Review: Action-crime flick ‘Black Rose’ recycles Arnold and ‘80s cliches
Remember “Red Heat,” the blah 1988 Arnold Schwarzenegger vehicle about the culture clash that ensues when a Russian policeman comes to America? Well, actor-director and Arnold-wannabe Alexander Nevsky has now updated the premise with “Black Rose” — and has come up with an impressively thorough compendium of ’80s cop picture clichés.
Nevsky plays Vladimir Kazatov, the kind of loose-cannon lawman who constantly gets yelled at by superior officers — both at home in Moscow and when he journeys to Los Angeles in pursuit of a serial killer. After Kazatov’s aggressive, rule-breaking style chases off his first L.A. partner (who has “two years to retirement” and doesn’t need the trouble), he’s paired up with young profiler Emily Smith.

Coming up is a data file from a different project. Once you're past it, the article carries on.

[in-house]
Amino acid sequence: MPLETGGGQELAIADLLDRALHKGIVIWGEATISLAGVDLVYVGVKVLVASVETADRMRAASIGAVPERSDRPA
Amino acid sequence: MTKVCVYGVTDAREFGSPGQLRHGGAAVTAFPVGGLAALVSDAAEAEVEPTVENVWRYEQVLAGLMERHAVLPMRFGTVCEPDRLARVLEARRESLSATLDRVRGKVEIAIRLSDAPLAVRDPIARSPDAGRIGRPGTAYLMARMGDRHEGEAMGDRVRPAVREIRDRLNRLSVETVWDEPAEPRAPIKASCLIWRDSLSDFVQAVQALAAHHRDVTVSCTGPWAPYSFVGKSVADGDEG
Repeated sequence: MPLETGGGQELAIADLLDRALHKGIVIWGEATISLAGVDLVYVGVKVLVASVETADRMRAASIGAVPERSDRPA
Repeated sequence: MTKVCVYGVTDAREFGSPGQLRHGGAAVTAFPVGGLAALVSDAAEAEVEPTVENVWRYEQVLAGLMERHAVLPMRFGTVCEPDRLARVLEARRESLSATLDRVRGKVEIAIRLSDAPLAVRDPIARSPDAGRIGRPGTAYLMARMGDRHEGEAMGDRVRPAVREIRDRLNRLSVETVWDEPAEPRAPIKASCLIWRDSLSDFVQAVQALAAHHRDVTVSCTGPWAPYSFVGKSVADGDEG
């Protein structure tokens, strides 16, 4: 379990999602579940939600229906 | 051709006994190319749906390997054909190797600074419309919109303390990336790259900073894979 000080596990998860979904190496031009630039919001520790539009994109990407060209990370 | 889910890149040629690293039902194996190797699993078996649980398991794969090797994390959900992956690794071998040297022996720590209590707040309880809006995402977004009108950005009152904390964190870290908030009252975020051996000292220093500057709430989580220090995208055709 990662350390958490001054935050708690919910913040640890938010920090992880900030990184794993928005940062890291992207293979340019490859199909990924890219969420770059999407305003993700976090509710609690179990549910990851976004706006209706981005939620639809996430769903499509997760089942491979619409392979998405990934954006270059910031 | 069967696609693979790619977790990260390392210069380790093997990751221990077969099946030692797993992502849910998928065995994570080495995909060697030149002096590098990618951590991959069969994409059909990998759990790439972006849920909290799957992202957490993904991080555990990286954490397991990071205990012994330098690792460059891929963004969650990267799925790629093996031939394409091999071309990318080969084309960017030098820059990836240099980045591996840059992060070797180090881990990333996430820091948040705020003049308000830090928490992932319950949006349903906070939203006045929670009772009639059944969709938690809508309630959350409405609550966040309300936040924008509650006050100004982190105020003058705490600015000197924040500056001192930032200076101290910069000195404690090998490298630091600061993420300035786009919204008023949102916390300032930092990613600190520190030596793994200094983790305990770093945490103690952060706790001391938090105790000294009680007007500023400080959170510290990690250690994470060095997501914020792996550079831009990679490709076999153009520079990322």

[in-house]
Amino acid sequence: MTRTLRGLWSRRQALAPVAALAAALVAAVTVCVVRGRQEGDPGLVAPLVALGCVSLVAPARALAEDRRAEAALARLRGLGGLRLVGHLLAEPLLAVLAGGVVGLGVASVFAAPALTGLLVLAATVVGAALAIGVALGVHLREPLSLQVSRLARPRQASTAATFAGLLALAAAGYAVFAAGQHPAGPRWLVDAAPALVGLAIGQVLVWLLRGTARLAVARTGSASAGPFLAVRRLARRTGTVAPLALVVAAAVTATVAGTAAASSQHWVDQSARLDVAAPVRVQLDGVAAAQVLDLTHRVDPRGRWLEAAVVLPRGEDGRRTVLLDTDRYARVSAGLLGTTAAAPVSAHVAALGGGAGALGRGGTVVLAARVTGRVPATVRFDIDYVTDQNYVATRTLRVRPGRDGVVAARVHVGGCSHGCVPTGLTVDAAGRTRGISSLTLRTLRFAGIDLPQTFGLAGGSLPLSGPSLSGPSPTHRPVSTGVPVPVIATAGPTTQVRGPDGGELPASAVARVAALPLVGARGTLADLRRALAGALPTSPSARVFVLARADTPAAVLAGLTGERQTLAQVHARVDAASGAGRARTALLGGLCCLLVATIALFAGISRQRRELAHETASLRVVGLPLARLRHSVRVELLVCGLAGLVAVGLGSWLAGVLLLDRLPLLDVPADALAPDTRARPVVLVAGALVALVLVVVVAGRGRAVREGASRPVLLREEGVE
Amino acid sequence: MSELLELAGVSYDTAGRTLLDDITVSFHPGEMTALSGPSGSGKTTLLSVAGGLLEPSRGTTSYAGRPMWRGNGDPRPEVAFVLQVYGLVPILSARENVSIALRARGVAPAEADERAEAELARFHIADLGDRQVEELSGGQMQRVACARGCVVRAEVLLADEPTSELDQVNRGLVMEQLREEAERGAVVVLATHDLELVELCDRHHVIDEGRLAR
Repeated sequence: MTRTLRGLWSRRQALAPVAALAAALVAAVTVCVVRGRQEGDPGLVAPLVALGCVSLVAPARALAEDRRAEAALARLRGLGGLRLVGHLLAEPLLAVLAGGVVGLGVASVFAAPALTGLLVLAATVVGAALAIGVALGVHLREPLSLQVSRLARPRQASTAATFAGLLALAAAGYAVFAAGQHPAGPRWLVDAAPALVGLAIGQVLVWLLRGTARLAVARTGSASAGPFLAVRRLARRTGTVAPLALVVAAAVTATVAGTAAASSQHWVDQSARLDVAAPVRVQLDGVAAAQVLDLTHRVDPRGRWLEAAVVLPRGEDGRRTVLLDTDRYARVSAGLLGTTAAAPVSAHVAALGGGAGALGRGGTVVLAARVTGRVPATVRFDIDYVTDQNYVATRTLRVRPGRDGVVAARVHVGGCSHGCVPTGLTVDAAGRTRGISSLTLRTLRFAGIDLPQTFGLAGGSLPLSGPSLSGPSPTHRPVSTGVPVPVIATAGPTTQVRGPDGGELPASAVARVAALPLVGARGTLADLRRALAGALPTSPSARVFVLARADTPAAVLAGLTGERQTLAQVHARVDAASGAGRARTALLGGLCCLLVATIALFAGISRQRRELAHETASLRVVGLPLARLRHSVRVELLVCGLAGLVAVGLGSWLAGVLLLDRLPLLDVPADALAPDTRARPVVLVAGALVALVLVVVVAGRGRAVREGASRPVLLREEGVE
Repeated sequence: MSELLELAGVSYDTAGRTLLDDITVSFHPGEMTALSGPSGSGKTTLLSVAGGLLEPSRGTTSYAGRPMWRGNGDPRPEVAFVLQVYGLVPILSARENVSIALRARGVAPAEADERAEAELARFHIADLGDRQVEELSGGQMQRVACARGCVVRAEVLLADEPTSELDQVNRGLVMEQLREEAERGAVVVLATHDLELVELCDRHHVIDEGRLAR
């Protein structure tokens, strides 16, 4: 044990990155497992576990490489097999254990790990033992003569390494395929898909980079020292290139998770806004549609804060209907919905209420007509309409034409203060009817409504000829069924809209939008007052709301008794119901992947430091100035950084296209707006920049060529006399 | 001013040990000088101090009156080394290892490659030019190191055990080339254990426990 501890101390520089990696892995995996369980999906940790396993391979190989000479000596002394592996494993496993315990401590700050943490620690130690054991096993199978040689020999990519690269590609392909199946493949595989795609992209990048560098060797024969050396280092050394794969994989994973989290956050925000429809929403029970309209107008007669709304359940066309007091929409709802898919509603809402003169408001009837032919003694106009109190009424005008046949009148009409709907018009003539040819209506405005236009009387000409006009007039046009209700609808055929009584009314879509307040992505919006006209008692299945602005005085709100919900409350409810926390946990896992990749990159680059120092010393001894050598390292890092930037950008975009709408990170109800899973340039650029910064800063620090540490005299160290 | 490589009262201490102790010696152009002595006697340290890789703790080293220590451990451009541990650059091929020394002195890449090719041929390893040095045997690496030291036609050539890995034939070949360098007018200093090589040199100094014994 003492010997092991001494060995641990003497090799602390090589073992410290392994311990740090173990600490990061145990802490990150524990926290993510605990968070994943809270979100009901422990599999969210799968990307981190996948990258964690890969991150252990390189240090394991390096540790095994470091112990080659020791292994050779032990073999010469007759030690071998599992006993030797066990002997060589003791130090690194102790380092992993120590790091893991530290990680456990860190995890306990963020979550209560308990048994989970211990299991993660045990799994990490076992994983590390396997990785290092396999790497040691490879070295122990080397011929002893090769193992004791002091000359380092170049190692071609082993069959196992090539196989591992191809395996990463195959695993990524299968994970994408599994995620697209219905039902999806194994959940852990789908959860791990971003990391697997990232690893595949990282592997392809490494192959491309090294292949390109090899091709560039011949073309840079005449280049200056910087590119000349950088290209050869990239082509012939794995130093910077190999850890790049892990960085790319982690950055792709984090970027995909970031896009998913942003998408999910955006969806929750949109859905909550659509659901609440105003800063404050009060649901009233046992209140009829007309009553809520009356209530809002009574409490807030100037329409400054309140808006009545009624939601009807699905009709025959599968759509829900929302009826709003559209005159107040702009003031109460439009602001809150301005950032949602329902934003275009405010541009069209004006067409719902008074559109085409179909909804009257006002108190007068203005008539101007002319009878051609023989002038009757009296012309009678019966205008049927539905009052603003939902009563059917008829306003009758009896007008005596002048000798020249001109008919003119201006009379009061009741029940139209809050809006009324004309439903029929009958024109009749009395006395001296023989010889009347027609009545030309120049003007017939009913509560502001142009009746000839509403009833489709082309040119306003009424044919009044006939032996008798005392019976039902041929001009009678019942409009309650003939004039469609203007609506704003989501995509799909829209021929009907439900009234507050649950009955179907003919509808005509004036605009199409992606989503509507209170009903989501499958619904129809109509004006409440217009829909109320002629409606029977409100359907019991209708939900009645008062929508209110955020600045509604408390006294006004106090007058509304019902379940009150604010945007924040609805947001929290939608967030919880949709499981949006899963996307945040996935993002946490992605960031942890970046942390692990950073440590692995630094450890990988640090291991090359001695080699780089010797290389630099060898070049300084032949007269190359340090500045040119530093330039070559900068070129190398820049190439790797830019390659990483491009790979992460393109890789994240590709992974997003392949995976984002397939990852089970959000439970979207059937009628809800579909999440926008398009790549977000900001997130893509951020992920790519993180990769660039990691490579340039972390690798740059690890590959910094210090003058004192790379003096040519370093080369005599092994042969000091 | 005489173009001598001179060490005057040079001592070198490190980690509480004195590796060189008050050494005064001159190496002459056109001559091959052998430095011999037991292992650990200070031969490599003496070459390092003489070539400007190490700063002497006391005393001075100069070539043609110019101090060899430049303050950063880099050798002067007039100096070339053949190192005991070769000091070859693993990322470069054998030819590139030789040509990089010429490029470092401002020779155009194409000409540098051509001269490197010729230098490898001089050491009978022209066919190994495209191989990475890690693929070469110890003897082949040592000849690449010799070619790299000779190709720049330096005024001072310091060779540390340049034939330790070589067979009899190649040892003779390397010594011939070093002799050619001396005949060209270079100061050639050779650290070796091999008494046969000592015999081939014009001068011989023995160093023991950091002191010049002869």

As Smith, Kristanna Loken does her best to bring all the energy to her performance that Nevsky lacks, but she’s overmatched by a script that seems to have been cut-and-pasted from an action screenplay template.
“Black Rose” is rooted in a rudimentary understanding of criminal psychology, as Smith and Kazatov presume that a psycho who murders a particular type of woman must have been jilted by one. Following that trail leads to a predictable and groan-inducing “twist” ending.
The bigger problem with the movie is its moldy dialogue and its cartoonish conception of Californians who drink “tofu seaweed alfalfa smoothies.” From start to finish, “Black Rose” is about as pro forma as a motion picture gets.
Running time: 1 hour, 23 minutes.
Playing: Monica Film Center, Santa Monica
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